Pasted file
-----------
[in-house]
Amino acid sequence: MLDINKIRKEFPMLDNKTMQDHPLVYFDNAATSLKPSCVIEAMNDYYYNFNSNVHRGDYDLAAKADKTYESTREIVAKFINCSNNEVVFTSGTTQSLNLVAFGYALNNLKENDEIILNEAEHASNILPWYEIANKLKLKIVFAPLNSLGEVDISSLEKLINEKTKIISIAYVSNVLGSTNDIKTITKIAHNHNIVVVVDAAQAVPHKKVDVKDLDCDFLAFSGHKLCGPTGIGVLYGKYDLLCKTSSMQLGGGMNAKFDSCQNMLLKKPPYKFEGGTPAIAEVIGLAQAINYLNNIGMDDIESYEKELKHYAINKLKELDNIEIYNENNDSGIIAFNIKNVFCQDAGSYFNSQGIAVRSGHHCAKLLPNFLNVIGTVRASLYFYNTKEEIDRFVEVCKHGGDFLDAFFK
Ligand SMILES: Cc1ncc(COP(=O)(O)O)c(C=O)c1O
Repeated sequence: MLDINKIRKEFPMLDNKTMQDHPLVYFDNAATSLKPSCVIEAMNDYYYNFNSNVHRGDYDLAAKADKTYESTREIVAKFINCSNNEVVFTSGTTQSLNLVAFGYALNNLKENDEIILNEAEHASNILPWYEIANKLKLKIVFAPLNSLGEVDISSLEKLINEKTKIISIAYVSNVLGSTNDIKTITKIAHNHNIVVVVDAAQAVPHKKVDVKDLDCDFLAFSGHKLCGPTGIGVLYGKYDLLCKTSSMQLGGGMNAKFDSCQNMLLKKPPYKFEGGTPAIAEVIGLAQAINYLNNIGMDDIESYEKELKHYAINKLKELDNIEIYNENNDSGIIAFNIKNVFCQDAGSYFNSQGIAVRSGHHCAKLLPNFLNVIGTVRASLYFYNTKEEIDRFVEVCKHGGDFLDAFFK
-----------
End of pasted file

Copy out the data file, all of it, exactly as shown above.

[in-house]
Amino acid sequence: MLDINKIRKEFPMLDNKTMQDHPLVYFDNAATSLKPSCVIEAMNDYYYNFNSNVHRGDYDLAAKADKTYESTREIVAKFINCSNNEVVFTSGTTQSLNLVAFGYALNNLKENDEIILNEAEHASNILPWYEIANKLKLKIVFAPLNSLGEVDISSLEKLINEKTKIISIAYVSNVLGSTNDIKTITKIAHNHNIVVVVDAAQAVPHKKVDVKDLDCDFLAFSGHKLCGPTGIGVLYGKYDLLCKTSSMQLGGGMNAKFDSCQNMLLKKPPYKFEGGTPAIAEVIGLAQAINYLNNIGMDDIESYEKELKHYAINKLKELDNIEIYNENNDSGIIAFNIKNVFCQDAGSYFNSQGIAVRSGHHCAKLLPNFLNVIGTVRASLYFYNTKEEIDRFVEVCKHGGDFLDAFFK
Ligand SMILES: Cc1ncc(COP(=O)(O)O)c(C=O)c1O
Repeated sequence: MLDINKIRKEFPMLDNKTMQDHPLVYFDNAATSLKPSCVIEAMNDYYYNFNSNVHRGDYDLAAKADKTYESTREIVAKFINCSNNEVVFTSGTTQSLNLVAFGYALNNLKENDEIILNEAEHASNILPWYEIANKLKLKIVFAPLNSLGEVDISSLEKLINEKTKIISIAYVSNVLGSTNDIKTITKIAHNHNIVVVVDAAQAVPHKKVDVKDLDCDFLAFSGHKLCGPTGIGVLYGKYDLLCKTSSMQLGGGMNAKFDSCQNMLLKKPPYKFEGGTPAIAEVIGLAQAINYLNNIGMDDIESYEKELKHYAINKLKELDNIEIYNENNDSGIIAFNIKNVFCQDAGSYFNSQGIAVRSGHHCAKLLPNFLNVIGTVRASLYFYNTKEEIDRFVEVCKHGGDFLDAFFK